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Anthyesti : A Final Ceremony Performed After The Death In Hindu Tradition

Anthyesti : Also known as the last rites, is the final ceremony performed after the death of a Hindu individual. It is believed to bring peace and spiritual liberation to the departed soul. The following are the customary practices associated with Antyeshti

Preparations before Death:

  • The dying person gathers their family members, relatives, and loved ones to bid them farewell and take one last look at them.
  • Charity and acts of kindness are performed in the name of the dying person to bring them contentment and happiness in the afterlife.

Rituals before the Final Procession:

  • Holy water, such as Tulsitirtham or Ganga water, is poured into the mouth of the dying person by their relatives.

Funeral Procession:

  • Pade: A specially constructed structure called “pade” consisting of seven sticks is used to carry the corpse to the cremation ground.
  • Final Yatra: Relatives and friends of the deceased participate in the final procession, accompanying the body to the burial ground.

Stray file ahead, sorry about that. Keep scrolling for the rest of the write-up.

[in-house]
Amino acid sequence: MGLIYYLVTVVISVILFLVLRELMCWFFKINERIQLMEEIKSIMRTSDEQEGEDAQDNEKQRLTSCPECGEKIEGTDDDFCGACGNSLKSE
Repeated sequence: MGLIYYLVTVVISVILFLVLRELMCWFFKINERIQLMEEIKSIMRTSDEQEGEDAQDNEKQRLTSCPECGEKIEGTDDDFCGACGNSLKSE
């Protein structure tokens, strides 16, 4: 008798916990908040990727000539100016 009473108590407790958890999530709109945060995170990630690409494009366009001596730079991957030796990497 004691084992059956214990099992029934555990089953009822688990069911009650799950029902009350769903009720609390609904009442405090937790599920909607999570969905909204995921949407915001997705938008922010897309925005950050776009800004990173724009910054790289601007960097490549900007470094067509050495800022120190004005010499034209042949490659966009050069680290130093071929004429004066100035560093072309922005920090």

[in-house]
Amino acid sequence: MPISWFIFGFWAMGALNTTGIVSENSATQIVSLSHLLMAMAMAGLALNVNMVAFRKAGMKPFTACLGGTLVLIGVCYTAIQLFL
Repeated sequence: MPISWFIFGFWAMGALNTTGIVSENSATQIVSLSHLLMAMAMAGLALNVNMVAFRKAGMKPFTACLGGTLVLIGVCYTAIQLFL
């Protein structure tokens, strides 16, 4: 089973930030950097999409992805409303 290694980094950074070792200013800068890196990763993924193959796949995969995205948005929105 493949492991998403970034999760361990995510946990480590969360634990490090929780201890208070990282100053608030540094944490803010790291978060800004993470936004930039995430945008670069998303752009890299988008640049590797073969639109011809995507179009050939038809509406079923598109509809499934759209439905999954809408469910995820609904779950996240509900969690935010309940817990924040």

• On behalf of the deceased, a sacred cow is donated. It is believed that this act will assist the departed soul in crossing the metaphorical ocean of life.


  • If, due to divine intervention or any other reason, a person who was believed to be dead comes back to life, the pada (structure) is momentarily placed on the ground during the procession. The deceased’s name is called three times into the ear of the body, signifying the temporary pause in the funeral proceedings.

Dahanam (Combustion):

  • Before placing the body on the pyre for cremation, it is anointed with water. Vedic mantras are chanted, and the body is then set on fire.


  • After the body is cremated, water (udaka) is offered to cool down the remains.

Comforting the Grieving:

  • Elders in the community console and guide the grieving family members, explaining the meaning of life and sharing stories and teachings from scriptures to alleviate their sorrow.


  • In order to maintain purity and avoid inauspiciousness, the house where a death has occurred is left vacant for a certain period, usually a year. This period is referred to as “Sutaka Mani,” with two types: Jathashaucham (impurity due to birth) and Mritashaucham (impurity due to death).


  • Even after the body is cremated, some bones may remain. Asthisanchayanam is the collection of these bones from the ashes for the purpose of further rituals or immersion in a sacred body of water.

Anthyesti & Specific Practices

It is important to note that specific practices and rituals may vary across different Hindu communities and regions.

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